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25 of 26 people found the following review helpful
5.0 out of 5 stars EXCELLENT, 17 Jun 2007
By 
Mrs. A. M. Chadwick (Darwen, Lancashire, England) - See all my reviews
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This is the first time I've read anything by the author Adrian Tinniswood and I wasn't disappointed.

I've never read anything about the Great Fire of London before and we didn't cover it in history at school to any great length, all I knew was were it started and what a mess it created.

Adrian has done a lot of research for this historical book and has included a lot of information. He's looked at it for all sides and how it affected not just the Londoners but the rest of the country as well.

The fire happened before the bubonic plague had finished and during the Anglo-Dutch war. There have been conspiracies about whom and why it had been started and this book answers a lot of those questions.

He focuses on the leading personalities like the gallant Duke of York, the hapless Sir Thomas Bludworth, the fussy Samuel Pepys, and the visionary Sir Christopher Wren.

The author also describes the long term consequences of the fire for example the rebuilding of the City, the emergence of fire insurance, and the exodus of noxious trades into the outer reaches of the capital.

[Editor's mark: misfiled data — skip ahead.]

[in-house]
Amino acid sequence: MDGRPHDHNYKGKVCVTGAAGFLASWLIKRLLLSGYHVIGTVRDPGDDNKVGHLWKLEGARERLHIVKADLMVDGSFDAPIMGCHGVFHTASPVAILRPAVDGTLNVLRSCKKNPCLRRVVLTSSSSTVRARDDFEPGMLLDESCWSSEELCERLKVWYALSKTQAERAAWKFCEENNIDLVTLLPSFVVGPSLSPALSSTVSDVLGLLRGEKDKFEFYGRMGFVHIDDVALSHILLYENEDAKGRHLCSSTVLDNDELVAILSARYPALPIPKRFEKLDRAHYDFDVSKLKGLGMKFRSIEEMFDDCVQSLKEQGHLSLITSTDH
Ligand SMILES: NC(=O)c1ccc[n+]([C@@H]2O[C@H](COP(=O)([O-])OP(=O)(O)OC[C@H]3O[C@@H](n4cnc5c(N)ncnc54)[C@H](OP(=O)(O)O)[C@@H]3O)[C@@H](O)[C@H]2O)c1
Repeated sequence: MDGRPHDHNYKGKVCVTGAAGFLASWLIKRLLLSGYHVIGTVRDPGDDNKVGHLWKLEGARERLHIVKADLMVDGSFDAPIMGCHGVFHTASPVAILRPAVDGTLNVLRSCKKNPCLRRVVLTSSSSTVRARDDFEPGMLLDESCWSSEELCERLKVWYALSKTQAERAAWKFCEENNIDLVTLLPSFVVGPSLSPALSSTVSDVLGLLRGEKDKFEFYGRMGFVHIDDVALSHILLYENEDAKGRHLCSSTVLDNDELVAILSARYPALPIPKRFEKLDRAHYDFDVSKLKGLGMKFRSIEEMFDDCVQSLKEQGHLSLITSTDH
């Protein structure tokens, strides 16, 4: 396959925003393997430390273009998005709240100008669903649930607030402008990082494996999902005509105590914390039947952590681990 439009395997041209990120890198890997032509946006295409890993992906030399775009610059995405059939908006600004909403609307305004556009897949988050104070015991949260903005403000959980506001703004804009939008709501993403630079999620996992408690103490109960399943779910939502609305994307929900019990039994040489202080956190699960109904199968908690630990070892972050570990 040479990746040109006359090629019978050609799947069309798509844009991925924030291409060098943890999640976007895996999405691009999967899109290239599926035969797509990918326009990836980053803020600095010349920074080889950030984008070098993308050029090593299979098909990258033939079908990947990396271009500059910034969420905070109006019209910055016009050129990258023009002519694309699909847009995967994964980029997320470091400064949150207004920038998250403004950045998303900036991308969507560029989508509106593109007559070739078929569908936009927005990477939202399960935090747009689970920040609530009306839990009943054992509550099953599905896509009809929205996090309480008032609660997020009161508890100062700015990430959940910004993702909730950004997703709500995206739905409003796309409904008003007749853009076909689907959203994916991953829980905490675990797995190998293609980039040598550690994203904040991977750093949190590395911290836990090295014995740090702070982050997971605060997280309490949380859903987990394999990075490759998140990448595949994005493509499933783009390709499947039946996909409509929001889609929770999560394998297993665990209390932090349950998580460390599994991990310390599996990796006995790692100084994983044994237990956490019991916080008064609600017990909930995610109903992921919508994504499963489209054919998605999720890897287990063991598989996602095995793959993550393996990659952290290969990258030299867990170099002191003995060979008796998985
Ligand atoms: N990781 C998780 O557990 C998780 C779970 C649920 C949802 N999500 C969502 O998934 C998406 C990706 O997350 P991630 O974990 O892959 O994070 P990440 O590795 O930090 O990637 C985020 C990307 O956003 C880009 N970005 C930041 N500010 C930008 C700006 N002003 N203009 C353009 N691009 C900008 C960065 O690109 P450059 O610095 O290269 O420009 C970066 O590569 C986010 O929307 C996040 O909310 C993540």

This book was really interesting and informative, (it also includes black and white illustrations of how London looked at the time).

Personally I found it a compulsive read, Adrian draws you into all walks of life that were being lead at the time and how everyone coped with it. This is a book I will read again, it was worth the novel and for teenagers and adults alike who want to find out about the great fire of London this is an excellent book and I'd recommend it. :-)
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7 of 7 people found the following review helpful
5.0 out of 5 stars A thorough and well-written account, 13 Aug 2008
By 
A. McAuley (Sheffield, UK) - See all my reviews
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Firstly a confession, despite or perhaps because of my occupation as a teacher of History, I read very few History texts. However a favourable review by a colleague led me to Tinniswood's excellent book.